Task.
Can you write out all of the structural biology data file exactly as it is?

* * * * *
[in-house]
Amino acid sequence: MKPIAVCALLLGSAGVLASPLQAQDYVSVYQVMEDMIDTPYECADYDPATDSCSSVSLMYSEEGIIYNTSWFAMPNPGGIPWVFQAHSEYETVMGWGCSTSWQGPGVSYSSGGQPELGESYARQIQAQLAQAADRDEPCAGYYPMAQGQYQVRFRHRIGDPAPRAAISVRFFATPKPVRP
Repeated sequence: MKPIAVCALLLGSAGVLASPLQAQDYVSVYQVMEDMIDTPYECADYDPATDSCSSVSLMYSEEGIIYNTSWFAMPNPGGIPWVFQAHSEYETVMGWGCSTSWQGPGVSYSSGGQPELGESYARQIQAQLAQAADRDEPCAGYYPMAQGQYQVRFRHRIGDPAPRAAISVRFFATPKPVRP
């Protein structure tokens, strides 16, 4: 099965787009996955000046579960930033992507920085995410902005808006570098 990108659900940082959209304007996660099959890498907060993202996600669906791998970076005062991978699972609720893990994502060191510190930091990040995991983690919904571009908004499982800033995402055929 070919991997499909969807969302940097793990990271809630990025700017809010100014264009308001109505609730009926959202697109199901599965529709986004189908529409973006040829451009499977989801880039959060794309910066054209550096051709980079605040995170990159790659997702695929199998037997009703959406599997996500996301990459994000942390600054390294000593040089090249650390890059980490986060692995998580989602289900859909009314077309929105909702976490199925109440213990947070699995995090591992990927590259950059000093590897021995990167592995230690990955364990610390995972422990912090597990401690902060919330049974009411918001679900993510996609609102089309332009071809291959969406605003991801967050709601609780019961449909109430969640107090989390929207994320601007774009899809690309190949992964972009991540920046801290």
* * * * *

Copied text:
[in-house]
Amino acid sequence: MKPIAVCALLLGSAGVLASPLQAQDYVSVYQVMEDMIDTPYECADYDPATDSCSSVSLMYSEEGIIYNTSWFAMPNPGGIPWVFQAHSEYETVMGWGCSTSWQGPGVSYSSGGQPELGESYARQIQAQLAQAADRDEPCAGYYPMAQGQYQVRFRHRIGDPAPRAAISVRFFATPKPVRP
Repeated sequence: MKPIAVCALLLGSAGVLASPLQAQDYVSVYQVMEDMIDTPYECADYDPATDSCSSVSLMYSEEGIIYNTSWFAMPNPGGIPWVFQAHSEYETVMGWGCSTSWQGPGVSYSSGGQPELGESYARQIQAQLAQAADRDEPCAGYYPMAQGQYQVRFRHRIGDPAPRAAISVRFFATPKPVRP
């Protein structure tokens, strides 16, 4: 099965787009996955000046579960930033992507920085995410902005808006570098 990108659900940082959209304007996660099959890498907060993202996600669906791998970076005062991978699972609720893990994502060191510190930091990040995991983690919904571009908004499982800033995402055929 070919991997499909969807969302940097793990990271809630990025700017809010100014264009308001109505609730009926959202697109199901599965529709986004189908529409973006040829451009499977989801880039959060794309910066054209550096051709980079605040995170990159790659997702695929199998037997009703959406599997996500996301990459994000942390600054390294000593040089090249650390890059980490986060692995998580989602289900859909009314077309929105909702976490199925109440213990947070699995995090591992990927590259950059000093590897021995990167592995230690990955364990610390995972422990912090597990401690902060919330049974009411918001679900993510996609609102089309332009071809291959969406605003991801967050709601609780019961449909109430969640107090989390929207994320601007774009899809690309190949992964972009991540920046801290």